Mark Allen wasted little time in completing a 9-2 demolition of Mark Selby to reach the final of the Coral Tour Championship.
Leading 7-1 heading into the final session, Allen’s advantage was down to five frames after Selby took the first thanks to a 71 break, his only half-century of the match. But Allen took the next two to ensure he’ll be fresh for Friday’s final against Stephen Maguire, who beat Judd Trump on Wednesday.
Allen came flying out of the blocks in the second semi-final, and from the moment he rolled in a precise long red in the opening frame, Selby would have to wait more than an hour and three-quarters to register himself.
Indeed it took him until frame four for the Leicester man to pot a ball, the only points scored before that coming via an intentional, showboating in-off as Allen took the second. Breaks of 92 and 76 either side of it made it 3-0, and he took the final frame of the opening mini-session, too.
Selby's hope was that Allen would find his momentum checked by the short break, and so it proved. The trouble was, Selby was in no position to capitalise, his radar way off from range and his control of the cue-ball distinctly lacking. Even as things developed into the sort of scrap he favours, he was found wanting.
Although there was briefly hope he'd get out of things with a 6-2 deficit, Selby's afternoon was summed up by his failure to take a golden opportunity in the final frame. Instead, he was drawn into another safety battle, and it was another defeat as he failed to make contact with a red, handed Allen a free-ball, and surely waved goodbye to all hope.
Upon resumption, Selby kept his slim hopes alive for about the length of the frame he won, after which Allen finished the job off. In truth, he had looked the winner from the first pot of the match.
Allen began stylishly with a break of 92, followed by runs of 54 and 76 to move swiftly into a 3-0 lead. At last, Selby got on the board with a simple pot in the fifth frame, but his improving fortunes did not last and, inside 40 minutes, he was back in his dressing room having lost each of the four opening frames.
Returning from that brief interval, it was clear that Allen was not quite so sharp. Still, Selby was lacking, and an easy task to win the frame was made to look anything but. In the end he was forced into sending the cue ball around the table; it cannoned the black and knocked it in, the foul and seven points a kick in the teeth as Allen went 5-0 ahead.
Frame six went a similar way, Selby making 44 before missing a mid-length blue as he again lost the white. Allen's raggedness was underlined by the fact he failed to really make the three-time world champion pay, but he was soon at the table again and whether by one bite or two, it was another frame in the bag.
Selby was now staring at the ignominy of a session whitewash but, true to form, kept grinding even though it was clear things were not working. In frame seven he chiselled away, or so it seemed, for just 13 points. Then came another hard-fought break of only 23, only this time Allen was himself profligate and missed an easy pink to gift-wrap the frame for Selby.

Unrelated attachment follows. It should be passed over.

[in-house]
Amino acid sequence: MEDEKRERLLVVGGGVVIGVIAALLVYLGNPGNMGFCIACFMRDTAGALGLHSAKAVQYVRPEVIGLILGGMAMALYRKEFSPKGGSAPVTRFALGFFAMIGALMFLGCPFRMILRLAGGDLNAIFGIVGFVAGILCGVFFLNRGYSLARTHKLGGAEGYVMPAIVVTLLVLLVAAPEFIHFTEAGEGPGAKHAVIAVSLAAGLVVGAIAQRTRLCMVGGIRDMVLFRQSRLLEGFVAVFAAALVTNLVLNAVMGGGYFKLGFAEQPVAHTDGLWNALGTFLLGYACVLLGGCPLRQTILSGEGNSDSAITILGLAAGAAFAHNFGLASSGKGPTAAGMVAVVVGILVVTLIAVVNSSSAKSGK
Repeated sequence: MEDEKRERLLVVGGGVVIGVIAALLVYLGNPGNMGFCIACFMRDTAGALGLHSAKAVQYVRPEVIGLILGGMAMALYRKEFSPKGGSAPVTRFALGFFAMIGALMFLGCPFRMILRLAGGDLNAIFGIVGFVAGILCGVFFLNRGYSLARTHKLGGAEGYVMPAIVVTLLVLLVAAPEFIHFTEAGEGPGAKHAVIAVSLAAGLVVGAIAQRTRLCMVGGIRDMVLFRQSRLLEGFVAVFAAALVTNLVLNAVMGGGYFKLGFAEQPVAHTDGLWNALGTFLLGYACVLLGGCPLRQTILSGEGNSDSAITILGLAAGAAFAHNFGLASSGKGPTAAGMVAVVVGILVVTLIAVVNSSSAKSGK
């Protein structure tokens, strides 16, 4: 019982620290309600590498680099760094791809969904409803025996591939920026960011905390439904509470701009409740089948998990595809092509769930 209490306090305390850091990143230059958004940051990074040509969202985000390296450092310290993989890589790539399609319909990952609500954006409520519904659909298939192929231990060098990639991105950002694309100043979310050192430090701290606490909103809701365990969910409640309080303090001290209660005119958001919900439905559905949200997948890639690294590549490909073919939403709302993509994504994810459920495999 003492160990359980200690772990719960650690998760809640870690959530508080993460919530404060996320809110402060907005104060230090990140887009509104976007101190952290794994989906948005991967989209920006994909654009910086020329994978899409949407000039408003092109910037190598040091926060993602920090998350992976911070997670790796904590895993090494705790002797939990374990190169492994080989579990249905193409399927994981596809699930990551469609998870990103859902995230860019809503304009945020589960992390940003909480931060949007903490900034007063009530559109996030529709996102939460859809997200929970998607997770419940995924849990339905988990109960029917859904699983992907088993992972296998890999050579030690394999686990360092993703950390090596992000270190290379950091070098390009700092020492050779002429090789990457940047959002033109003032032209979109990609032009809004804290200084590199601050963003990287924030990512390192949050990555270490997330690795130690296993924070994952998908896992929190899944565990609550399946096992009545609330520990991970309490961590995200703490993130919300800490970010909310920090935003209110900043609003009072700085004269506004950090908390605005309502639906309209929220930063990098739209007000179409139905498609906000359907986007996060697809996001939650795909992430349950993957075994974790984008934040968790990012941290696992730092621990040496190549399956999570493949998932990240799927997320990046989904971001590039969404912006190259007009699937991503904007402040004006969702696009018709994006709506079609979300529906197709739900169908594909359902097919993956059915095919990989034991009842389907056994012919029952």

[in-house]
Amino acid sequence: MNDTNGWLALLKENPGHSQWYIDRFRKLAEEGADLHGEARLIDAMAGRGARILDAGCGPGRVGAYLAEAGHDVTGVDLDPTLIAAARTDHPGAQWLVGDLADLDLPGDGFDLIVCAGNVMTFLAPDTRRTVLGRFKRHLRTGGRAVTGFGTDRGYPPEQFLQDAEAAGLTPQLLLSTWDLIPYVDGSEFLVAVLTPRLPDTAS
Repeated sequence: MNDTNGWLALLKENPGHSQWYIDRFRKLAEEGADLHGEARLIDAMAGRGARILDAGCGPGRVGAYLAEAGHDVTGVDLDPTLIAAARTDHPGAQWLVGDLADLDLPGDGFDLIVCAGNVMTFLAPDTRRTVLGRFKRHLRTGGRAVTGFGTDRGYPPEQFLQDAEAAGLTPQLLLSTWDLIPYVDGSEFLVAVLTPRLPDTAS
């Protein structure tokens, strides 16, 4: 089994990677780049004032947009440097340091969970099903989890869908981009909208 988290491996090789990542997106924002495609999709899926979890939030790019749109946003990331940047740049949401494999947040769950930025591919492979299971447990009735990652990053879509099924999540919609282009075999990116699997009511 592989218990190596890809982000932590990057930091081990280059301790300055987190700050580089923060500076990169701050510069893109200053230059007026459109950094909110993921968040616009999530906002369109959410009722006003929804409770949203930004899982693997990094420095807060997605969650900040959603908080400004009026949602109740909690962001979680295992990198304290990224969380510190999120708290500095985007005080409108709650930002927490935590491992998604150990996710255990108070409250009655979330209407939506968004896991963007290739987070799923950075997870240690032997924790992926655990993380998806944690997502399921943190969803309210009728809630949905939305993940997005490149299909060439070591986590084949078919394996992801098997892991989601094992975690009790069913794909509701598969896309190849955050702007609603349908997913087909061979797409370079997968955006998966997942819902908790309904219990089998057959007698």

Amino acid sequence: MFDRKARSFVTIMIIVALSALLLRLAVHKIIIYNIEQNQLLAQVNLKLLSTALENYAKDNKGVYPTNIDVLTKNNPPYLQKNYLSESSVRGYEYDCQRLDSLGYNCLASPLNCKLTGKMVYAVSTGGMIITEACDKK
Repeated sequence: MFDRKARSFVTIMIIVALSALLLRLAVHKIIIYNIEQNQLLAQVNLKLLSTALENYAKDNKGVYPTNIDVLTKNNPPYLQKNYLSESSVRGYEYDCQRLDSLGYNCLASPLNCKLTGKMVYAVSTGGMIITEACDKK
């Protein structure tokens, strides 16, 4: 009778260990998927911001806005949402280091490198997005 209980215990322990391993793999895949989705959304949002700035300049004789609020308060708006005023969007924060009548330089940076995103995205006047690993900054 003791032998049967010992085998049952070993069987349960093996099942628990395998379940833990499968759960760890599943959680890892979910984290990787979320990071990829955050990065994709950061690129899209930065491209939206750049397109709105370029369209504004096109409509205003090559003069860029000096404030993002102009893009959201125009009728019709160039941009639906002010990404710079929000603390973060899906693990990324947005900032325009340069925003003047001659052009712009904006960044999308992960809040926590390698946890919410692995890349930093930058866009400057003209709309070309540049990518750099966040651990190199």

Even so he made a meal of things, missing pink to leave Allen with a chance to scrap for snookers, but after a fluked yellow when escaping one of them, finally the Jester - smiling on occasion, albeit through gritted teeth - was on the scoreboard. It had been one hour and 46 minutes of toil, his reward finally coming in the shape of a solitary, messy frame won.
Hopes of a fightback surely rested on his ability to take the final frame of the session, but Allen was soon among the balls and plotting a path to a potential 147. Alas he came unstuck when disturbing a cluster of reds, scoring 48 and leaving the door ajar for Selby.
But as if to confirm the outcome before it is made official, Selby somehow blundered again, first via a poor positional shot, and then by missing the reds entirely when playing a safety shot. He left Allen a free ball, in it went, and the Northern Irishman's score ticked over to seven.
Not even the game's greatest scrapper could make things interesting in the evening, as Allen did what he needed to do. Now, he stands in the way of an overdue ranking title for his friend Maguire, who also has eyes on the Coral Series bonus. Organisers and fans alike will hope that the final exceeds the standard of two modest semis, for all that Allen was excellent for a vital hour on Thursday afternoon.
Daily schedule & results
- Matches played over two sessions, beginning at 1330 BST and 1900 BST
- Quarter-finals and semi-finals best of 17 frames; final best of 19
- * denotes latest score between sessions
Saturday June 20
- Neil Robertson 5-9 Stephen Maguire
Sunday June 21
- Judd Trump 9-4 John Higgins
Monday June 22
- Mark Selby 9-6 Yan Bingtao
Tuesday June 23
- Shaun Murphy 8-9 Mark Allen
Wednesday June 24
- Judd Trump 6-9 Stephen Maguire
Thursday June 25
- Mark Selby 2-9 Mark Allen
Friday June 26
- Stephen Maguire v Mark Allen
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